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Slow Bread Pudding

08 Jan

The bread pudding we make at our house is basically a caramel custard with bread for extra oomph (real reason: it’s a convenient way to get rid of leftover stale bread. There is a limit to the amount of breadcrumbs a person can make and consume). So if you have a creme caramel / caramel custard / flan recipe, like the one above in the video, just add the bread and you’ve got delicious bread pudding! Or else, follow these directions:

Bread Pudding for Dummies!

Ingredients

Milk – 1 litre or quarter gallon

Sugar – 2 cups + approx. 1/2 cup granulated sugar for caramel

Eggs – 6 + 2 yolks (optional)

Custard powder – 1 tbsp (optional – I’ve never actually used this till now but my mother keeps telling me I should)

White Bread – Half to three quarter loaf or whatever bread you have left. Mixture at end should still be liquidy so stop before the bread soaks up all the liquid. Croissants are okay (all that butter is yummy for pudding), but pass on whole wheat or multi-grain bread. You could use it, but I have no idea what that would taste like. I usually make breadcrumbs out of those. Tell me if it works out for you if that’s the only thing you have in the house.

Vanilla – 2 tsp or one pod (if you have Food Network, you know what to do: slit the pod lengthwise, use the blunt end of the knife or point and scrape along the innards and then dump both the shell and the inner scrapings into whatever mixture you’re using).

Nutmeg – 1 tsp freshly grated OR 1/2 tsp powdered (optional, increase quantity if you’re a huge fan of nutmeg. I always have fresh nutmeg and might go up to a half tsp more if I’m using a vanilla pod)

Walnuts – optional, to taste. I use “a handful”, roughly chopped.

Water – as needed.

Utensils

Two pans – one should be large enough to hold the pudding mixture but small enough to fit inside the other pan. If you’re using an oven, I suggest a souffle pot placed in a lasagna pan. It works for me. But really, anything goes as long as its not nonstick. This is not a nonstick friendly recipe, so put that thought out of your head. Although the larger pot/ pan could be nonstick. It’s going to be used as a water bath so that’s all right. The main dish, i.e. the smaller pot that’s going to hold the pudding mixture, needs to be either ceramic or metal though.

If you’re using the burner method, make sure the smaller pot has a rim of some kind so the plastic cover won’t slip off.

Method

Okay, like I said, if you have a caramel custard / creme caramel / flan recipe that you swear by, then use that. Otherwise, here’s my culinarily challenged method for a dish that sounds fearsomely complicated but really isn’t.

First decide whether you’re going to be using the oven or the burner (read directions below in the Cooking section and make up your mind) and choose your main dish accordingly. Now you need a caramel sauce to coat the bottom.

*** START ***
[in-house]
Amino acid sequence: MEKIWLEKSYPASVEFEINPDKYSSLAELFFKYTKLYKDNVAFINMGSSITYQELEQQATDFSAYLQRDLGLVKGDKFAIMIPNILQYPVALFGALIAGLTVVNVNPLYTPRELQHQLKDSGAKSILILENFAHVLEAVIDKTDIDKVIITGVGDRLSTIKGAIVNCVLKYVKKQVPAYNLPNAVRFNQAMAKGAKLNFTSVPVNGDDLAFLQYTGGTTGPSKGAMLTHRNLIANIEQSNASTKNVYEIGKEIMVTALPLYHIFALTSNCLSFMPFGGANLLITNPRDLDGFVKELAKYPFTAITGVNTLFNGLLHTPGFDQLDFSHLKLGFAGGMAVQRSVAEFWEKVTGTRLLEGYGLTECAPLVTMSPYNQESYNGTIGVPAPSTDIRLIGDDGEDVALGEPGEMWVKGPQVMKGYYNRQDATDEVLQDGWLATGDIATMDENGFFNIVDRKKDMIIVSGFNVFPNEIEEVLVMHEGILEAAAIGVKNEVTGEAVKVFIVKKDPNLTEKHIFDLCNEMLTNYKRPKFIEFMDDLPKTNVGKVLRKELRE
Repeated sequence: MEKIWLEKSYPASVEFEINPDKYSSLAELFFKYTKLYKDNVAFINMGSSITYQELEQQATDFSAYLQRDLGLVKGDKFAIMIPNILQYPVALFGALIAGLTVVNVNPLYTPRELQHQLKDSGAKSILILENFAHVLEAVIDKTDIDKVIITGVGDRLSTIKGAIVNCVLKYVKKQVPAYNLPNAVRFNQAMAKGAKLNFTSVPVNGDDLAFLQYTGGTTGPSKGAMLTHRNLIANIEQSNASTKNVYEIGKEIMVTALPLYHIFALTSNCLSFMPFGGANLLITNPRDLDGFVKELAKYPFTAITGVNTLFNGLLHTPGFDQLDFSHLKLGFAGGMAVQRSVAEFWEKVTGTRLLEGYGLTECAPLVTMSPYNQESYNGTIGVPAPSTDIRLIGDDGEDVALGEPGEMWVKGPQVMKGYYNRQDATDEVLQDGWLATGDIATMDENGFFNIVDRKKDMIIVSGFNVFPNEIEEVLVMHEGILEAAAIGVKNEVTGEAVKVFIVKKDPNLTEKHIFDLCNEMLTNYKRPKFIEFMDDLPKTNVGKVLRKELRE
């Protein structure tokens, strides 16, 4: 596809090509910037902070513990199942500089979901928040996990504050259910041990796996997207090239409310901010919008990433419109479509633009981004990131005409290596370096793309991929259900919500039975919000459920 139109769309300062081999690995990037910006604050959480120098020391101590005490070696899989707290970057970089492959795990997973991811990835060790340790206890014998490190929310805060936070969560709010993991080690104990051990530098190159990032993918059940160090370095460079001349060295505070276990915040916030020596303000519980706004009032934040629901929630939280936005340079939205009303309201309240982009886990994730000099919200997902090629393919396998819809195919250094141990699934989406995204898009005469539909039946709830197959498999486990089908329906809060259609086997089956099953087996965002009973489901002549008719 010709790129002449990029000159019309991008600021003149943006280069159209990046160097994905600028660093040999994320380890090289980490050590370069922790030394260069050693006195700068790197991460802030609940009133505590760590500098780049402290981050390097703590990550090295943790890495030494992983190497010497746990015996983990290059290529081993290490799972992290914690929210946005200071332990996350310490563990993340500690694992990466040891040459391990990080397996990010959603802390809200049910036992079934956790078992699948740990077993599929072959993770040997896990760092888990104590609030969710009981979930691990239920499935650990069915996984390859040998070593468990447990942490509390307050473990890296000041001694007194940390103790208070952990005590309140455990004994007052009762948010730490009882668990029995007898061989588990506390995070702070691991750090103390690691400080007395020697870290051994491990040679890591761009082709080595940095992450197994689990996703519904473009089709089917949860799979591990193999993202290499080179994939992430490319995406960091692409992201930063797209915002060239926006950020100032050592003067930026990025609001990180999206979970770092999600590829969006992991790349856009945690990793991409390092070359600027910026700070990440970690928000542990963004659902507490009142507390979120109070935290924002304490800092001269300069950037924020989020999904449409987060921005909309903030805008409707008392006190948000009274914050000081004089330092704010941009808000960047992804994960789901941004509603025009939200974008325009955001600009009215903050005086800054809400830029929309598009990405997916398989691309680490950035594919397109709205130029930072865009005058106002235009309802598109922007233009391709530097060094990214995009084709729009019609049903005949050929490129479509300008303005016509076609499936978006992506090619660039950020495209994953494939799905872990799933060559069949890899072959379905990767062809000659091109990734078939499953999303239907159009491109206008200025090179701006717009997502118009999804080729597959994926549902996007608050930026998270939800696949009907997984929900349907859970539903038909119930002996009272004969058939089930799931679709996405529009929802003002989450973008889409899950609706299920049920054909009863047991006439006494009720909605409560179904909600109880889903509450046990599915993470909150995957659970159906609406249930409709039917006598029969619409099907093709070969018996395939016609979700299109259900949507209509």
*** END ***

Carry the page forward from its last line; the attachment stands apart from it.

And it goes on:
If you’re using a souffle dish, then take a small pan and pour about 1/2 cup granulated sugar into it. This is the amount I usually use, but feel free to adjust as per your liking. If you don’t have a liking, then stick to my liking for your debut effort because at least you’ll have somebody to blame when you set your kitchen on fire. Heat pan until sugar begins to burn and bubble around the edges.

IMPORTANT: Do not use a spoon to help the caramelization process. Caramel is like mortar and you’ll spend the next three hours trying to prise it off whatever spoon you used. I learned this the hard way as my mother laughed at me.

Swirl the pan instead. When the color begins to change to gold, take pan off heat for a quick second and standing well back from it, pour a little over 1/4 cup water into burning sugar. Do not be alarmed at steam and noise. Return to heat and swirl pan a few more times until sugar has completely dissolved, caramelized and color has changed to dark brown.

Pour into souffle pot and swirl mixture around so it evenly coats the bottom of pot and about one inch of the sides. Don’t worry if the result is geometrically off. Just make sure the bottom at least is completely covered. Please be careful because if you get hot caramel on your skin, you will regret it for a long time.

If you’re using the burner method, then you can melt the caramel directly in the pot you’re going to use. Same directions. Set caramel coated pot aside to cool. Crackling noises as mixture cools and hardens are absolutely normal.

Next take 2 cups of sugar (more if you have a very sweet tooth) and blitz in the blender with 6 eggs. If you’re very committed to a firm pudding and are doubtful about the staying power of a half dozen eggs, add an extra 2 yolks. Make yourself feel better about the coming heart attack by thinking of this as a French recipe (note: there is no reason to suppose this is a French recipe). Alternatively you could add a tablespoon of custard powder. You could even add the yolks and the custard powder if you’re especially greedy and/or careful.

Personally, I’ve never used custard powder and the only time I ever added the extra yolks is the one time I made this with 2% milk. We need whole fat milk for this little show, me hearties!

Speaking of which… once eggs and sugar have been blitzed into submission, either pour in the milk and give it a good blitz to combine OR if it won’t fit in your blender, pour mixture into mixing bowl, add milk and use a handheld electric whisk or the whisk attachment in your KitchenAid and combine the three. You could whisk by hand, but then you’ll be in your kitchen till the cows come home. If things get desperate as they did once in college, then pour the egg and sugar mixture into a separate bowl and combine with the milk in your blender in batches. Indian ingenuity at work!

What you have in front of you now are the beginnings of a basic custard. Add vanilla extract and freshly grated nutmeg. If you’re not using vanilla pods, feel free to blitz for a couple more seconds to show the ingredients who’s boss. Yup, it’s you!